Source: RCO News (Refugee Council)
UK Lesbian and Gay Immigration Group (UKLGIG) talks about the services and support they provide to lesbian and gay refugees and asylum seekers.
UKLGIG promotes equality and dignity for asylum seekers and refugees who are Lesbian Gay Bisexual and Transgender (LGBT). We see a lot more men than women and we also work with a small number of transgender people. We have engaged with over 400 clients in the last three years and now work with approximately 200 people a year.
We support asylum seekers in many ways some of these include:
- Linking them with legal representatives experienced in LGBT issues
- Helping them to write support statements, which can also help them come to terms with their sexuality/gender identity and build confidence
- Supporting people making fresh asylum claims on the basis of sexuality/gender identity if people have previously claimed on other grounds through fear
- Holding monthly support and advice meetings
- Training for refugee organisations, immigration judges and UKBA case owners on LGBT issues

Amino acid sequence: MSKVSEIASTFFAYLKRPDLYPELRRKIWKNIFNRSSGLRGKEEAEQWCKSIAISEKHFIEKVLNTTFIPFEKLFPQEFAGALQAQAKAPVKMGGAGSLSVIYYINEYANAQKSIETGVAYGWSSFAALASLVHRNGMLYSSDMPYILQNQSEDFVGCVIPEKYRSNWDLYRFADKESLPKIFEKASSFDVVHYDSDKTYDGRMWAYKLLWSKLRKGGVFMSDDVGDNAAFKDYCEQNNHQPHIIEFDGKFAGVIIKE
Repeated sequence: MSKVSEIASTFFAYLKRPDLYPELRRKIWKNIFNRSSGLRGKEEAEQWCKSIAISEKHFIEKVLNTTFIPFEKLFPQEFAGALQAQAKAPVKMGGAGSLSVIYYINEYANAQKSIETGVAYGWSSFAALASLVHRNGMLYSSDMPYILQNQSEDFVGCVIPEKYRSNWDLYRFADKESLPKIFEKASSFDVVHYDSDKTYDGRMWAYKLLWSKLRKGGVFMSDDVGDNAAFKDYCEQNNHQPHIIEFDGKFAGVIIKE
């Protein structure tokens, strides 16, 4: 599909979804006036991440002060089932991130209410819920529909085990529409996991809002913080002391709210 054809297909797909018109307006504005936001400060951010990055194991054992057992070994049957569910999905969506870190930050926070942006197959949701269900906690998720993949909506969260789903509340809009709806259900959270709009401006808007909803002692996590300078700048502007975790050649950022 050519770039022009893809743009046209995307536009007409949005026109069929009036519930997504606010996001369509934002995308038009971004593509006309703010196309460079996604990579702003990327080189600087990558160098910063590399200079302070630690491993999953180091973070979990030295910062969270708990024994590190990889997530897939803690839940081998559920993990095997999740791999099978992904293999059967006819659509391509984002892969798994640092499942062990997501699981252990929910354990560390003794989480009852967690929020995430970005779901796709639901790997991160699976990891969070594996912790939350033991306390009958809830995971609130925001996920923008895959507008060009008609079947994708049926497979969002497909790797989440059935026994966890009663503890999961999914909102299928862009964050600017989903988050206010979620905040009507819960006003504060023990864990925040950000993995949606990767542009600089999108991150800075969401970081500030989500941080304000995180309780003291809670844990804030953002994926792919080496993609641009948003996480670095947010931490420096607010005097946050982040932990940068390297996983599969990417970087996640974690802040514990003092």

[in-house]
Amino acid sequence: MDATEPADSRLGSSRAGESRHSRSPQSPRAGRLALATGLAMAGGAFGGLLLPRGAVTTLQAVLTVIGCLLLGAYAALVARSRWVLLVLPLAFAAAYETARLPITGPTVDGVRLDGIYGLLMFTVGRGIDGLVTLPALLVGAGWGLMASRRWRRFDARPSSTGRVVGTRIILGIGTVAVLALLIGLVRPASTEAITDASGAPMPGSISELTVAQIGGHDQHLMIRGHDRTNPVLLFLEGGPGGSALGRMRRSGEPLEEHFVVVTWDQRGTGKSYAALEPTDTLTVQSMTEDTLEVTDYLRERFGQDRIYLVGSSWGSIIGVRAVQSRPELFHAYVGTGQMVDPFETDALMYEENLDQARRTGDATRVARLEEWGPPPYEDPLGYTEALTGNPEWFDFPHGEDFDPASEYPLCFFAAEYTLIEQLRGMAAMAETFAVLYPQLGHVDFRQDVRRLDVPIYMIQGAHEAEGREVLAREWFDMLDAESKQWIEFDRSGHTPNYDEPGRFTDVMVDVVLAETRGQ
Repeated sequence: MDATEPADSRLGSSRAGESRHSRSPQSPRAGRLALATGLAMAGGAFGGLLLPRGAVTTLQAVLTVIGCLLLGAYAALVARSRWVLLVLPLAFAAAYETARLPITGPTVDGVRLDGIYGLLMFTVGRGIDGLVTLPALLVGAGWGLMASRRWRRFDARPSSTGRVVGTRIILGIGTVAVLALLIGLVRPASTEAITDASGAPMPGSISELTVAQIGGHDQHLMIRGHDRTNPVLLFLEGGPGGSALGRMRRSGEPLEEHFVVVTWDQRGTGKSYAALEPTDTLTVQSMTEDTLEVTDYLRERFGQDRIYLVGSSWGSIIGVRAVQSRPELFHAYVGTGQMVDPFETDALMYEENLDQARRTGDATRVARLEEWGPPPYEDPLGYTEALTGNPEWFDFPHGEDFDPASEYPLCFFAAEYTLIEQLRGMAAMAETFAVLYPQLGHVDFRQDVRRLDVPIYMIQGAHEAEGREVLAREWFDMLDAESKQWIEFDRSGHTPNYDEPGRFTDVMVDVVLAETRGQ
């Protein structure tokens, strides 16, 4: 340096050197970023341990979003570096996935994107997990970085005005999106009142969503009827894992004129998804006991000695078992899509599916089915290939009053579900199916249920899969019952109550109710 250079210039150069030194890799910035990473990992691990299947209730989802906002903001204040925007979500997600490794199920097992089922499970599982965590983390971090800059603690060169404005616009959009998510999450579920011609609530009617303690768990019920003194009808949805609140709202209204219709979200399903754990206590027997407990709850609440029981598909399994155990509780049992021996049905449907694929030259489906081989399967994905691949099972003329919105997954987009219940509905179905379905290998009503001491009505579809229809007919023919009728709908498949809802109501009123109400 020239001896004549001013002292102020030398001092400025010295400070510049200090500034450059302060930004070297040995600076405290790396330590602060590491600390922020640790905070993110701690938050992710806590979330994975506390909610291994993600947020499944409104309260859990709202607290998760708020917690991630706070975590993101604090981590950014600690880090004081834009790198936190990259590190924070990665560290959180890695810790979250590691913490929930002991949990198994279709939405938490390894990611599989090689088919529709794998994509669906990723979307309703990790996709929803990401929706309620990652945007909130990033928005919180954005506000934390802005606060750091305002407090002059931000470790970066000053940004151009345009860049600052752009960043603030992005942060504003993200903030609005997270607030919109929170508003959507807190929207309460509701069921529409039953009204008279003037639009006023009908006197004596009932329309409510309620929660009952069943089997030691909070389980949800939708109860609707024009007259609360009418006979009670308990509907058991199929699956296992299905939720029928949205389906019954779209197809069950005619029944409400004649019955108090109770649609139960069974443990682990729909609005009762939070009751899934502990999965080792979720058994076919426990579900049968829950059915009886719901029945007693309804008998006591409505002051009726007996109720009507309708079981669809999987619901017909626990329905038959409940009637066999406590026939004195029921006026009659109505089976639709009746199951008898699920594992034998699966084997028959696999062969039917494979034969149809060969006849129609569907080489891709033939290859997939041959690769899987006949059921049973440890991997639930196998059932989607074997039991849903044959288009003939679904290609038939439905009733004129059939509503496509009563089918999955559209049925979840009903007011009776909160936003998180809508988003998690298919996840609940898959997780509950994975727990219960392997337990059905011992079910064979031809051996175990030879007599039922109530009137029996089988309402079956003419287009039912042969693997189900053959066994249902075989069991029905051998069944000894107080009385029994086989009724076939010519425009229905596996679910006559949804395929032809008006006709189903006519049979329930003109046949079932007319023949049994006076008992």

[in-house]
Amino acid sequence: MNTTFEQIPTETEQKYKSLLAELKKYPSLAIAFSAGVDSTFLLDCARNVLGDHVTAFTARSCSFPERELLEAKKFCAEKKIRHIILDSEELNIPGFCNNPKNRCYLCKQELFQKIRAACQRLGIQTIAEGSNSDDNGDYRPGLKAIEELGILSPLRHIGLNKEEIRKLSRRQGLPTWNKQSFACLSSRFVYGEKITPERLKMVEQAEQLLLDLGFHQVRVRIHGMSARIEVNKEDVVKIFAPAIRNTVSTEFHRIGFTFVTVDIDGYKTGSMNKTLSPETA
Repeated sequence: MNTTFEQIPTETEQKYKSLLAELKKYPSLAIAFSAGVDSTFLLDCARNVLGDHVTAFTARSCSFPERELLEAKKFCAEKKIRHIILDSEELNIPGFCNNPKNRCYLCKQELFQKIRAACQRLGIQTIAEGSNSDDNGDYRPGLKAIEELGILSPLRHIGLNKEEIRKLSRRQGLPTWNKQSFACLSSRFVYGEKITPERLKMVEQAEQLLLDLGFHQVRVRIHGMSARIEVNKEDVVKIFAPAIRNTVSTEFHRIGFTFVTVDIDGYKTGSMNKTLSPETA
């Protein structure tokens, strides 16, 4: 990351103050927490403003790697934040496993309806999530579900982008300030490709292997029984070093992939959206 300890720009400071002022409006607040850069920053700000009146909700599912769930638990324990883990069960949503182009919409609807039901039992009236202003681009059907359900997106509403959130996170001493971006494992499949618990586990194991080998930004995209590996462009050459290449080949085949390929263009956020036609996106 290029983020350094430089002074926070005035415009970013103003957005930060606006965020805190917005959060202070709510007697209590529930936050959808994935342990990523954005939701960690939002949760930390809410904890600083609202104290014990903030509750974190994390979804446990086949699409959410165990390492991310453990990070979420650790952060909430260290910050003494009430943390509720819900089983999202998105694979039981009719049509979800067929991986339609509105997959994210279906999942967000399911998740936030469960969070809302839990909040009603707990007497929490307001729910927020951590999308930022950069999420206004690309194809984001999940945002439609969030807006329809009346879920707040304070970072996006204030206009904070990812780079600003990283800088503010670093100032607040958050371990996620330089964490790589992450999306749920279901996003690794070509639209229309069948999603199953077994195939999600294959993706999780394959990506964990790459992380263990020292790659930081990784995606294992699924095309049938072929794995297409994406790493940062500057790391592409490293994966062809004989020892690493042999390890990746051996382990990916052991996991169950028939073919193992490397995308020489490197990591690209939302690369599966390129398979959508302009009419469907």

- Undertaking research and policy work – including working with the Advisory Panel on Country Information to improve information and understanding of the issues people face in their countries of origin.
Numerous challenges face LGBT refugees and asylum seekers. Imagine you are coming from a place where you’ve had to lie and be ashamed of your sexuality and then to arrive in the UK and have to say to a uniformed officer, ‘I am gay’ immediately. If you do not claim asylum straight away on the basis of persecution for being LGBT, then this can be a problem when submitting a fresh claim.
People can feel isolated and may not feel comfortable approaching RCOs as they may be subjected to similar experiences as they were at home, or feel they need to hide their identity. In order to effectively raise awareness of LGBT issues among RCOs, there needs to be an awareness of the different types of persecution that people can experience and the impact that it can have.
When setting up an RCO to support LGBT refugees and asylum seekers it is important to first find a safe space to meet (probably not in RCO premises) and to start making links with local LGBT groups. You can start small and build the service up in consultation with clients, so that you are developing the type of service that is needed.
It is also important to make spaces more gay/transgender friendly. For example by putting up a few posters, displaying books and magazines wherever you are meeting clients.
To find out more, you can visit our website at www.uklgig.org.uk.